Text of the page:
4. Can I put being the executor of a will on my resume?
My father passed away earlier this year, and he named me executor. He left behind a house, multiple accounts, cars, etc. and I (with the help of my wife) have been cleaning out the house, paying his bills, closing/transferring his accounts as necessary, and selling the contents of the house. This estate is still ongoing and I will need to pay taxes on it before the end of the year. I’ve already had to fire one lawyer and retain a second one to help out with this part at least. Is this something that’s worth putting on my resume?
Nope. It’s certainly a lot of work, and you could even argue there might be transferable skills involved, but it doesn’t belong on your resume. In general, attending to family personal matters is inappropriate to include on a resume, regardless of the work involved. (To use another example, if you’d coordinated a massive and complicated trip as part of your job, that might be a highlight worth mentioning, but if you did it for your family reunion, it’s not.)
Part of the reason for this is simply convention, part of it is that you’re not really accountable to anyone (clients, employer, etc.) in doing this type of thing and so theoretically could have done a mediocre job at it and prospective employers have no way to know, and part of it is that it’s the type of thing that so many people will do in the course of their family life that it’s not quite considered resume-worthy.
I’m sorry about your dad.
5. Letting a company I interviewed with know that I’ve accepted another position
You’ve had several posts regarding the reality of how rarely applicants hear back from an employer when they are not offered a position. My question concerns the flip side – the applicant’s responsibility or courteousness to let a potential employer know she is moving on and is no longer interested in the position she applied for. Obviously it doesn’t make sense to follow up like this for every application, but what about those for which you’ve interviewed?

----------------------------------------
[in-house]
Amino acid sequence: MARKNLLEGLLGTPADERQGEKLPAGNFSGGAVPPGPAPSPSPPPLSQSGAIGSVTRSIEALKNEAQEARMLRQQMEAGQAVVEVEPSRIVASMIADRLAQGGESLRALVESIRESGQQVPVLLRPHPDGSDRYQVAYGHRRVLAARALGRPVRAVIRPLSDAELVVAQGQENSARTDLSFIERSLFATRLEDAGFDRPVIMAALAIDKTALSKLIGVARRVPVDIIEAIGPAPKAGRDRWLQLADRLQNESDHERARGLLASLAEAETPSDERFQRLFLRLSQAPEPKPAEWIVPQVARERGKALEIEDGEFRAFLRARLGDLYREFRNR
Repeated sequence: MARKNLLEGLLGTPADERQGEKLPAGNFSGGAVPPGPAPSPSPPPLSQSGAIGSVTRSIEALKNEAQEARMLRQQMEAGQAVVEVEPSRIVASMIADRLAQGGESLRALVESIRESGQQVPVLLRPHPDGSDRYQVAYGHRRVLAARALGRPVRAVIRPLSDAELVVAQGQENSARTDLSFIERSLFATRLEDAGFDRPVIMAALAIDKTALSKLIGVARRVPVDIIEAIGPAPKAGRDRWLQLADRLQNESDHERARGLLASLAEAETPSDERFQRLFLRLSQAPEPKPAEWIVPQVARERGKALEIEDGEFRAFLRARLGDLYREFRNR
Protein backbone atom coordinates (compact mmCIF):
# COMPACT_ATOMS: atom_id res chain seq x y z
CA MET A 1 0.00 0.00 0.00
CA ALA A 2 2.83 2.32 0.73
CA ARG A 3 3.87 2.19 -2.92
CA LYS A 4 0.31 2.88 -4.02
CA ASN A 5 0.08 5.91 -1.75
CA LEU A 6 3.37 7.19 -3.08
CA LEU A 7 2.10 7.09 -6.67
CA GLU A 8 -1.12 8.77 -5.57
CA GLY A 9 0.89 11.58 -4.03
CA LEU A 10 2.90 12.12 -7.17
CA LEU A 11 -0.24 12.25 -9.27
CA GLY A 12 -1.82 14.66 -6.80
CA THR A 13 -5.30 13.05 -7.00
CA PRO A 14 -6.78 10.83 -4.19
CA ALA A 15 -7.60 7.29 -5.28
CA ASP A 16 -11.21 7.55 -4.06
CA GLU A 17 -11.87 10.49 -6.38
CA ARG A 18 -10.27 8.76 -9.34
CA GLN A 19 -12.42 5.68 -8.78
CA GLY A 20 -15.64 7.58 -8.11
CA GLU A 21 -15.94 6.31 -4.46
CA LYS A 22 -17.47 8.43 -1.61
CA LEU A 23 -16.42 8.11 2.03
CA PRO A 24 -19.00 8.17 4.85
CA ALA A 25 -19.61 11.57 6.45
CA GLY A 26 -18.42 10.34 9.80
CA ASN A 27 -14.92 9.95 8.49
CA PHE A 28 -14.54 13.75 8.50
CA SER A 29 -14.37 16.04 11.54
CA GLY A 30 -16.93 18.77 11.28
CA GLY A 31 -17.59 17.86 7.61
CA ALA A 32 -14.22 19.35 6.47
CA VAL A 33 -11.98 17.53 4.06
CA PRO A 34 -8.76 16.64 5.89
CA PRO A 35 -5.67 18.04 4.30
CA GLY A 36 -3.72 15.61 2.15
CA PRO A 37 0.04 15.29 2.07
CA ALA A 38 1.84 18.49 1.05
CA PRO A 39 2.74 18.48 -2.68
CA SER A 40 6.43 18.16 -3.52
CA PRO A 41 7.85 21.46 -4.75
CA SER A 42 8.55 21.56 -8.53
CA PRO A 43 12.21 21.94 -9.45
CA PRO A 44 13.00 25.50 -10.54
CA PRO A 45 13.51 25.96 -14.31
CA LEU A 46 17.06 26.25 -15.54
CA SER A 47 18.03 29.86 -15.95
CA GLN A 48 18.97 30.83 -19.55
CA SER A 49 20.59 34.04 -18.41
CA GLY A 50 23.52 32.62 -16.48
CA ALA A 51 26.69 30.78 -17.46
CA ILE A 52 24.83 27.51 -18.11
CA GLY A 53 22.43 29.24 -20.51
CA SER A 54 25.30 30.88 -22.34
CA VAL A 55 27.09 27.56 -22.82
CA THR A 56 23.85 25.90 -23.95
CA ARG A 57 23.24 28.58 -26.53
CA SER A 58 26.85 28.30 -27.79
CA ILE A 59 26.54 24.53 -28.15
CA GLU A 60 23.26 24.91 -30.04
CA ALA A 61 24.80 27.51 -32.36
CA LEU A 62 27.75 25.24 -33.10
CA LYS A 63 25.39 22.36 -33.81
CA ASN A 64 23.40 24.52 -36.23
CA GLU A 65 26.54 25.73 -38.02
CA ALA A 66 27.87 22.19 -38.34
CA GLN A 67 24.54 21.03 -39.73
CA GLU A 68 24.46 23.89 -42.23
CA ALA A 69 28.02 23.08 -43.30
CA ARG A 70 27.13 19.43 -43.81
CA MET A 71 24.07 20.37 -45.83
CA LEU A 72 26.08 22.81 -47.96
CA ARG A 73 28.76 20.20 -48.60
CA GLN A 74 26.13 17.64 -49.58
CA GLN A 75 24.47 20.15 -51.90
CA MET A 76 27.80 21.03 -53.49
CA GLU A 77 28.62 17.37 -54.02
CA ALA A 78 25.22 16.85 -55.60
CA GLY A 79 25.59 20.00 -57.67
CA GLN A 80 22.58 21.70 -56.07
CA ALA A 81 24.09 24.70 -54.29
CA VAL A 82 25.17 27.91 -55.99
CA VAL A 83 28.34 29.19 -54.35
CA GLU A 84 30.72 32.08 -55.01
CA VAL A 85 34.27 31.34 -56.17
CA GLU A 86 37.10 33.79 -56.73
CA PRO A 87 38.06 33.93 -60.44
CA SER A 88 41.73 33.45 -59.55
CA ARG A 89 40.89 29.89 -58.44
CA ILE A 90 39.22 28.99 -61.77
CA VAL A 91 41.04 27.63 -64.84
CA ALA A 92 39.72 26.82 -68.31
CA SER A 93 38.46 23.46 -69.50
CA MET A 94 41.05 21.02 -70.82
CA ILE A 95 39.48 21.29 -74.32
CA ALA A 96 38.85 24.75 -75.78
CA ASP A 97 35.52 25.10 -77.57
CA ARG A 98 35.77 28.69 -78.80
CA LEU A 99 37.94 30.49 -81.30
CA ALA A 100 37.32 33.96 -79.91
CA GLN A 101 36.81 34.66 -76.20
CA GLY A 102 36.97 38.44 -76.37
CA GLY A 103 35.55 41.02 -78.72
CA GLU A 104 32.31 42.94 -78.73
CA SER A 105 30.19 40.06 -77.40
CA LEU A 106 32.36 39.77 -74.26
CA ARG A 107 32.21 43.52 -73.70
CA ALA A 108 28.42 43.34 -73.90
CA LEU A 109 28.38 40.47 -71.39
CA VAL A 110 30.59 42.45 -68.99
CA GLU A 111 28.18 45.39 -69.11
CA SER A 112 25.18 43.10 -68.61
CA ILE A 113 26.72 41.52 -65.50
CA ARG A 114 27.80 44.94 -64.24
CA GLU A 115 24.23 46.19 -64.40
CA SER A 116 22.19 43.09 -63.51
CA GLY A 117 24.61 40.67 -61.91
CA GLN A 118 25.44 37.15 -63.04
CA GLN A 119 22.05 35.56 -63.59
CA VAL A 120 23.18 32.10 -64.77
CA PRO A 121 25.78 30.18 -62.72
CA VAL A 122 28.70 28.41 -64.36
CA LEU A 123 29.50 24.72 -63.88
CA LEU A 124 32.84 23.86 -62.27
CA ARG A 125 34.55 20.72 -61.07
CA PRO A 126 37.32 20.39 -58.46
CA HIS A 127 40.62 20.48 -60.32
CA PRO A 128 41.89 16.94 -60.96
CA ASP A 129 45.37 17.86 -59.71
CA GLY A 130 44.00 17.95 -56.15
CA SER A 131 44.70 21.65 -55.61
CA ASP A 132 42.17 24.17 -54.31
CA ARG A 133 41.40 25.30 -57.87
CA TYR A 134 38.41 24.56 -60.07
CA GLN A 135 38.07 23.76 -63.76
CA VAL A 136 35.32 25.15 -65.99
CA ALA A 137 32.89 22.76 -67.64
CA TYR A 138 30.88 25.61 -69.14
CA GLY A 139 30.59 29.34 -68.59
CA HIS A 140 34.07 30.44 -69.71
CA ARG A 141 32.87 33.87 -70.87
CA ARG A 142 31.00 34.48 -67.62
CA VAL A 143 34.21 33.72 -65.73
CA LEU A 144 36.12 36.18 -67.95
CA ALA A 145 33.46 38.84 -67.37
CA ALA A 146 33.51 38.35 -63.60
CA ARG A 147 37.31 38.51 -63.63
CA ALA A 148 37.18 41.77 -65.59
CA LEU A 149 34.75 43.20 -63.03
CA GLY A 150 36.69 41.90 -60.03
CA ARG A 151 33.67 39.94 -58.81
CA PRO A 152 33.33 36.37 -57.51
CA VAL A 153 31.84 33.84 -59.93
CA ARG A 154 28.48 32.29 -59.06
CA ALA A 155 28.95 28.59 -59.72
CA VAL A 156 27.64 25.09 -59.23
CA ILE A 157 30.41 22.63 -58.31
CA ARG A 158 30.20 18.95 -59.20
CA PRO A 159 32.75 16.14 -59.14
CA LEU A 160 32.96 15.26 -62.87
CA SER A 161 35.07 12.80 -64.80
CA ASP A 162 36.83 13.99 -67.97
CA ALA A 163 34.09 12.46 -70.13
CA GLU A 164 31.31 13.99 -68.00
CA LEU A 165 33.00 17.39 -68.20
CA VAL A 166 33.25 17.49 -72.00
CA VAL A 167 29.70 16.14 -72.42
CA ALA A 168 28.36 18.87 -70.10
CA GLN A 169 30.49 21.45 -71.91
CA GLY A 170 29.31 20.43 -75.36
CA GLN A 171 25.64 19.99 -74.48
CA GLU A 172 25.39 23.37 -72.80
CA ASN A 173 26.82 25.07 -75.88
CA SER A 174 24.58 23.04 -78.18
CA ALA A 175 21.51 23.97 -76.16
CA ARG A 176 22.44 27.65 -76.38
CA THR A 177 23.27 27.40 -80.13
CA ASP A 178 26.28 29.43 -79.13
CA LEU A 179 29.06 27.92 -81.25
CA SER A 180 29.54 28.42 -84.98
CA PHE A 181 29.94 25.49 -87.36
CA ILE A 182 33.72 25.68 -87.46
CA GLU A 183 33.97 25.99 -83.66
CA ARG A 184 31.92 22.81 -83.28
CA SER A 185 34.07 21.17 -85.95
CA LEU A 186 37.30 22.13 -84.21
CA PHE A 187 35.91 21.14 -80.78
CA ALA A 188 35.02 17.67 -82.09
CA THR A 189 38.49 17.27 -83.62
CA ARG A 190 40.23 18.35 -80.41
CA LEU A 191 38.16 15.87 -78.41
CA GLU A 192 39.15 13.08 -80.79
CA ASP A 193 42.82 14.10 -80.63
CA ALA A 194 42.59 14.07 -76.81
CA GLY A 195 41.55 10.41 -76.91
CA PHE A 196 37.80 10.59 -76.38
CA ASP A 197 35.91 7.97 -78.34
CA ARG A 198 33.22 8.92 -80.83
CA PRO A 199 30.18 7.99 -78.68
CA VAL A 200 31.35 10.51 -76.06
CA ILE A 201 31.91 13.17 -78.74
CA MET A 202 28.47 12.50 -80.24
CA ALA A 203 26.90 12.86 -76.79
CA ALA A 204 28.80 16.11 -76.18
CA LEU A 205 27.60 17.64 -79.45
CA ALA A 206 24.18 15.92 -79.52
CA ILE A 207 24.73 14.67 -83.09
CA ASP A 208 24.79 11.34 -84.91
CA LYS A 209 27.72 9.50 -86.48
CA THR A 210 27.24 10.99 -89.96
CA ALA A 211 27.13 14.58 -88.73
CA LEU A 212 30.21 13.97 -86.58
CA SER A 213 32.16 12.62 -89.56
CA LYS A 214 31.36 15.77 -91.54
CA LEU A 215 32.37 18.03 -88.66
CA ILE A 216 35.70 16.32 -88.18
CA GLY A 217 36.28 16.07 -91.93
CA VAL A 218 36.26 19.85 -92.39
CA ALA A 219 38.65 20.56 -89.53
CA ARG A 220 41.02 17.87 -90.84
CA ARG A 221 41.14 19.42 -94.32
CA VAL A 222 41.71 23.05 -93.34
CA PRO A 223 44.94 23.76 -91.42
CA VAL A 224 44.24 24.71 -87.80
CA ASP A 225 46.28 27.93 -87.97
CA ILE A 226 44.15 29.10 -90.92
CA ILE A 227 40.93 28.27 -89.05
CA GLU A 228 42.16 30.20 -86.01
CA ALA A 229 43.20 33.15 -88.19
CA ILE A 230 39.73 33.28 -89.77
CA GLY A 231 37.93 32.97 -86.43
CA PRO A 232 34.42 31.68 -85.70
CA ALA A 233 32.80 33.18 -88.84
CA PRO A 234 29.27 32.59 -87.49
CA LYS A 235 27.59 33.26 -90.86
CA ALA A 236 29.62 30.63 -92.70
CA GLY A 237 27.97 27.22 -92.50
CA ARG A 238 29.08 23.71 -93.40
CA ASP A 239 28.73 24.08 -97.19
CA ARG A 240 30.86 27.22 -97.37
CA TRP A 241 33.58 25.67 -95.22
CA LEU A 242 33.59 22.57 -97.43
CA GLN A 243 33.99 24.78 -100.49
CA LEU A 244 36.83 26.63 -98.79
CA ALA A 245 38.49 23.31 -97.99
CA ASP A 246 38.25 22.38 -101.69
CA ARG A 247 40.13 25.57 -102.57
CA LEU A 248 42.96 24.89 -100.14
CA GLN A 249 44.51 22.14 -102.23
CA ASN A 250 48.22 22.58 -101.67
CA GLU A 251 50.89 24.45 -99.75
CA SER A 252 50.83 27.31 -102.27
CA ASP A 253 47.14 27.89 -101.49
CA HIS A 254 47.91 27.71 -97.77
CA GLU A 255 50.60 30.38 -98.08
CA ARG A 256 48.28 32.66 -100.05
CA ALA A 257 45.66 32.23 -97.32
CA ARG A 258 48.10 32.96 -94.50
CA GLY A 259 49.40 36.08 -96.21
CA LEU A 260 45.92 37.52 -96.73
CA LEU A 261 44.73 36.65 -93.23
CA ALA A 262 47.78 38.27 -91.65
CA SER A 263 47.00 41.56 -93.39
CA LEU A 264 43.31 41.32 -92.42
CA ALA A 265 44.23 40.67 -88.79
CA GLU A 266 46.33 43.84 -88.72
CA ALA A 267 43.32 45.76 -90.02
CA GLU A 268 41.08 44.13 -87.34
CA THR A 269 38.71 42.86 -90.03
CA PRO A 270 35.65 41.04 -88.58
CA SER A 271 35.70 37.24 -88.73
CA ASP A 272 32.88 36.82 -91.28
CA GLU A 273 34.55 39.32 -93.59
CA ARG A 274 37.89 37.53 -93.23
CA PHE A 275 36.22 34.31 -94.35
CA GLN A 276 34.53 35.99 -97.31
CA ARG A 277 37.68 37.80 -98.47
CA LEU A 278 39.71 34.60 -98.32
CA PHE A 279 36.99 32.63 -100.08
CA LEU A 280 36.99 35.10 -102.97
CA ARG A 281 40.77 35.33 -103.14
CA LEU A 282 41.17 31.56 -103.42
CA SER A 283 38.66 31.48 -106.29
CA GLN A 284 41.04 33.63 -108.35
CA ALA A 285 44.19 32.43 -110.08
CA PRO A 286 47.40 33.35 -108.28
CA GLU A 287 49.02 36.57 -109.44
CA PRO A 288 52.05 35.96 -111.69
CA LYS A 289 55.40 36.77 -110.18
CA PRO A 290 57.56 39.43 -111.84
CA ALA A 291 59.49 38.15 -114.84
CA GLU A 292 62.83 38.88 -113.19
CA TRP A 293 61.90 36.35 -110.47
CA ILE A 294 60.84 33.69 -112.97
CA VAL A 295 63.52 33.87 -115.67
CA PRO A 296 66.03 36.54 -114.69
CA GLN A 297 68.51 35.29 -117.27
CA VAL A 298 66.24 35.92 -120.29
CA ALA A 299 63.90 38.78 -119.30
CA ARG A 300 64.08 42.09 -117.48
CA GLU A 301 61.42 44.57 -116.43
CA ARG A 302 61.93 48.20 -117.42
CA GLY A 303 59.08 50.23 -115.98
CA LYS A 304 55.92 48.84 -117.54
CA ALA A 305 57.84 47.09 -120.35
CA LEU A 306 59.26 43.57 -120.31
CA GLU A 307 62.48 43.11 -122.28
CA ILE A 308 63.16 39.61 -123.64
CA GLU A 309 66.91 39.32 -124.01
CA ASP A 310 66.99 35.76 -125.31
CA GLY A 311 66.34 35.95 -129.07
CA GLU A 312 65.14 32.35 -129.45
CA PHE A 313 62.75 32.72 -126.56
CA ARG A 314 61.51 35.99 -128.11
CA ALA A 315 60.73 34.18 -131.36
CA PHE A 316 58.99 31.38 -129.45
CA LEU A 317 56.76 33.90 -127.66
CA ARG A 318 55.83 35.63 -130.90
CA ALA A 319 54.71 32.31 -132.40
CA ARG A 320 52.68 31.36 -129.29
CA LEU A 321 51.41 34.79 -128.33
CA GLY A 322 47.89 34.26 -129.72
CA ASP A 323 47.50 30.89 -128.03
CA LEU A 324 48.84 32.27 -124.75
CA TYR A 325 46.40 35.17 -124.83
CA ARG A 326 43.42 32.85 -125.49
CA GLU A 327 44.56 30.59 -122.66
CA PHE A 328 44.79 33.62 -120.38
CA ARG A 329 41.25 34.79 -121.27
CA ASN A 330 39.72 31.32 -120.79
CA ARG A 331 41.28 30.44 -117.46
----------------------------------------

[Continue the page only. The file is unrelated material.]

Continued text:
My particular situation is that I received an offer for a position which was my first choice, but the paperwork/offer letter/contract was still in the works. During that interim, I interviewed for another position, which was my second choice. At the end of the interview, we discussed their timeline and when I might expect to hear from them. I followed up with a thank-you email and received a personal and typical response from them. It has now been more than seven weeks since they expected to make a decision and I haven’t heard anything more, yet through my network I have heard they are just “slow to fill the position.” I would potentially like to work with this employer in three to five years from now. The paperwork has gone through for my first choice and I will be taking that position. It seems courteous to close the hiring process with the other employer by taking myself out of consideration, but I would like to do that in a way which keeps the bridge open for the future and without sounding snooty. Any suggestions on appropriate wording?
“Thanks so much for talking with me about the ___ position in August. I wanted to let you know that I’ve accepted another position so need to withdraw from your process. I enjoyed the opportunity to talk with you and think the work you’re doing is (fascinating/exciting/something I’d love to be a part of down the road). Best of luck in filling the role, and I hope our paths might cross again in the future!”
That said, since they’ve let seven weeks go by without being in contact, you’re really not obligated to do this. That’s enough time that it would be reasonable to assume that they’d moved on without other candidates without bothering to tell you (and if you hadn’t heard otherwise through your network, it would be a decent bet, given how common it is for employers to do that), and in that case you wouldn’t owe them an update. But particularly since this is a company that you might be interested in working with in the future, a quick email like this could be a nice closing of the loop.
fired because of a false complaint, how to answer “Why are you the best person for this job?” was originally published by Alison Green on Ask a Manager.